I too was one of the "Fast" guys who led street rides back in 2003-2006. Then I attended my first TD and was like WTF! How the hell......etc. Our whole group of street riders basically stopped riding on the street. Several went to other orgs and got "Bumped" much quicker than my good friend and I did but I took that as a challenge rather than going for the ego bump. The two of us stuck it out with NESBA (now N2) and proclaimed that one day we would be in the Advanced Group. To this day the Advanced Group sticker means something to any other org on the East Coast (whether they admit it or not).

    As for the "Free" days.......Yeah, lets talk about the 35,000 miles I put on my truck, the 6 vacation days, and the hours and hours planning for the upcoming weekends. Thats not even counting the consumables at the track. When I get frustrated, or tired, or both, I find myself saying "I'm just buying a season pass next year". Then I get to the track and see all my friends, see all the people who came out to enjoy the weekend and sit back and smile because it made all that time, energy, and money I spent worth it. Having people come up at the end of a day or weekend and say "I had the best weekend ever" is all I need to hear in order for me to go home and try to top that weekend so that member can come up and say "You did it again". Just like our riding.....our coaching and event planning needs to improve at each event or we will find ourselves going backwards. What worked, what didn't work, what can we try next time, are all questions that we talk about on the drive home, through text msgs, and periodic conference calls so that the next event or next year is even better than the last one.
    HondaGalToo and darth nater like this.
  10. HondaGalToo

    HondaGalToo Control Rider

    Wow, everyone has covered it really well! I love helping folks. It's so rewarding when, a couple of years later, someone will come up to me and tell me I was their CR at their very first day and it was so helpful to them. Or when I give a suggestion, and they either come in and tell me how much it helped, or I catch them next session and see for myself. My favorite thing this past season was bumping 2 riders to Intermediate. We do it for the absolute love of the sport and to give back, as we had CRs helping us along.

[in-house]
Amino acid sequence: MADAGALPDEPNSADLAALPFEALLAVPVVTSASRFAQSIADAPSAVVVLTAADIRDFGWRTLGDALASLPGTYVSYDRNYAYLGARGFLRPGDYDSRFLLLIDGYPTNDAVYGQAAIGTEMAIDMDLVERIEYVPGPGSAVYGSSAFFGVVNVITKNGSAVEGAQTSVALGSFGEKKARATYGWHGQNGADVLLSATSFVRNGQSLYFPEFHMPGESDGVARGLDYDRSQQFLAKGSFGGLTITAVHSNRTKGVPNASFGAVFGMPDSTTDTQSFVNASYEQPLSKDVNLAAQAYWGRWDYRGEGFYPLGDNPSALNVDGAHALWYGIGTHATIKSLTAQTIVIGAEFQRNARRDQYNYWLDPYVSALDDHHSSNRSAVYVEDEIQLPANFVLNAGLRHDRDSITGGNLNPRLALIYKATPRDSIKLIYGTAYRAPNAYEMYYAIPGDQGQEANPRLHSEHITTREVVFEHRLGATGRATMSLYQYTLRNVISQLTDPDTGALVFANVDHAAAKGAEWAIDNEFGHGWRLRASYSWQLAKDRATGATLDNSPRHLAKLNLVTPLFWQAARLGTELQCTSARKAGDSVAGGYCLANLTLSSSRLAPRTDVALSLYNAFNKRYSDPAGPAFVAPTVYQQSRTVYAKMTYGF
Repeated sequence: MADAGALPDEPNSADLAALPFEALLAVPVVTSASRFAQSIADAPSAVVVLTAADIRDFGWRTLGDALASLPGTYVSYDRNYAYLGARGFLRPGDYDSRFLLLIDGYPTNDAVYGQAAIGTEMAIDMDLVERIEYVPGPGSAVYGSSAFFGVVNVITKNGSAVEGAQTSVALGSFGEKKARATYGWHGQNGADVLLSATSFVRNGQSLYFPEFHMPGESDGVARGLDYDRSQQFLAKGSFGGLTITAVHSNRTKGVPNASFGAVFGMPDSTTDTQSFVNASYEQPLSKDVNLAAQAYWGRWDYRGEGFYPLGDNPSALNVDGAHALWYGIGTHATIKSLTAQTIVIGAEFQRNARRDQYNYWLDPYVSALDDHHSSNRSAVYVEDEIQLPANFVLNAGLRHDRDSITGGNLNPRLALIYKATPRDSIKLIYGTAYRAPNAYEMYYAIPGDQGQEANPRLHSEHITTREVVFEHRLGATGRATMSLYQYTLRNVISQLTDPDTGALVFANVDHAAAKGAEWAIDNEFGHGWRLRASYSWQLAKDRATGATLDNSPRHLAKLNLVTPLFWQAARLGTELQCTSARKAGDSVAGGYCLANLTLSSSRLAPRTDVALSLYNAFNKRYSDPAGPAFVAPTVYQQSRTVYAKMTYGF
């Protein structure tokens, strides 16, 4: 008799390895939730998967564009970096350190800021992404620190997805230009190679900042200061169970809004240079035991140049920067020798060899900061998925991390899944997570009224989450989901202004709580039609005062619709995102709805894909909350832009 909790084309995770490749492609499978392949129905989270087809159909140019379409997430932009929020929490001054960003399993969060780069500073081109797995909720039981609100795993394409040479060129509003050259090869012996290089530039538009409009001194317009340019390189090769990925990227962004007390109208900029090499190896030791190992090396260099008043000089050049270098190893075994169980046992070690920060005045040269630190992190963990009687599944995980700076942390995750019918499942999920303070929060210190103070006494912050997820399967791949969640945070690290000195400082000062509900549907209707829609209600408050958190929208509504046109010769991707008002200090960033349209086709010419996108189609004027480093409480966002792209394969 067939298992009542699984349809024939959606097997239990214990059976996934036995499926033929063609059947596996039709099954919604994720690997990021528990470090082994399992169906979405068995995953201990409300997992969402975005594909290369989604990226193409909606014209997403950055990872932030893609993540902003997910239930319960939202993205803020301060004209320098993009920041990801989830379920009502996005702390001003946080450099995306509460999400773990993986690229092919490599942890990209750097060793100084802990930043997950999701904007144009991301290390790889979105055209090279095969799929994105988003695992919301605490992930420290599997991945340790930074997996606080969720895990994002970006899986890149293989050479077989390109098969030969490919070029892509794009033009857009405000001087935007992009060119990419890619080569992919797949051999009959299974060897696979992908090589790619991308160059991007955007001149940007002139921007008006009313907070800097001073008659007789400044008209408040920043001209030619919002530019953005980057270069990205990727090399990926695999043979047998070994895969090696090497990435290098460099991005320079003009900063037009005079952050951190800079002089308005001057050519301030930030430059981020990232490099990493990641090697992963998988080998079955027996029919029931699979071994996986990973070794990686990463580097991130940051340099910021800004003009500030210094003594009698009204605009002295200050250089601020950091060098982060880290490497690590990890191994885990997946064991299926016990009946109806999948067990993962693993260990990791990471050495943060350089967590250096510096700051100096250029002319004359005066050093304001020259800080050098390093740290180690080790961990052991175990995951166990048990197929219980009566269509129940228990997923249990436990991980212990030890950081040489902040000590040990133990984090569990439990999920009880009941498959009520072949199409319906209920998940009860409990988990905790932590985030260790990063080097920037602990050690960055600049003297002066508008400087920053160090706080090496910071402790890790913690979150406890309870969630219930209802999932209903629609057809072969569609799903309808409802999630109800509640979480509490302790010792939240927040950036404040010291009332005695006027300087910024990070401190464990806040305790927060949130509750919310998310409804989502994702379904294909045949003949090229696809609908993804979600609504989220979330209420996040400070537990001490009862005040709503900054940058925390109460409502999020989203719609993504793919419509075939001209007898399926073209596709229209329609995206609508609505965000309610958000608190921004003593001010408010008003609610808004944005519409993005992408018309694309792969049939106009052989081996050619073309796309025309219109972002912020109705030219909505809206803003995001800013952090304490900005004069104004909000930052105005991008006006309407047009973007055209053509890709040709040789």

The track family is like no other. So much camaraderie at N2 days! It really is my second family. Everyone has everyone else's back, always willing to lend a hand.

    To reiterate one thing stated above, when the session is over and you're pitting in, we wait to offer feedback. Wait there for just a second, even if you think no one was working with you. I can't count the number of times I was behind someone for several laps, making mental notes, only to have them head directly back to their pit. Usually I follow them. I don't really mind, but it does mean my A session will be cut even shorter. Providing feedback to help folks improve is why we do this! Take advantage! ;)

    "Free" days as a CR. :rofl: Riding double sessions, trying to get in some of my Advanced sessions, so more consumables. If we want to just ride for the day, we sign up in A instead of CR and pay like everyone else. It's so worth it, though, all the work. Very rewarding. I can't think of anything else I'd rather be doing; I love this sport!!
  11. Str8_Lurkin

    Str8_Lurkin Member

    Very good read... thank you all for your commitments every year. Looking forward to 2020.
  12. virtualsolitude

    virtualsolitude Musician, physician but mostly fond of fishin'.

    What Jester said. After my 2nd session on a new track, I wasn't sure where to turn and taking a chance (or so I thought), I asked a CR how to learn the lines. Don't recall his name or bike number, but he lead me around the track. I call still recall him signalling and pointing at reference speed...while leaned over...with his hands...and also using his foot sometimes instead of his hand...and looking back at me...through the turns...nodding approvingly or indicate to me that I was on the line or not. I still think about that day sometimes when learning the racing lines elsewhere.
  13. virtualsolitude

    virtualsolitude Musician, physician but mostly fond of fishin'.

    @bmart, This is a very good read. It should be a sticky, if not already, with my comments removed of course (since they don't add to the topic).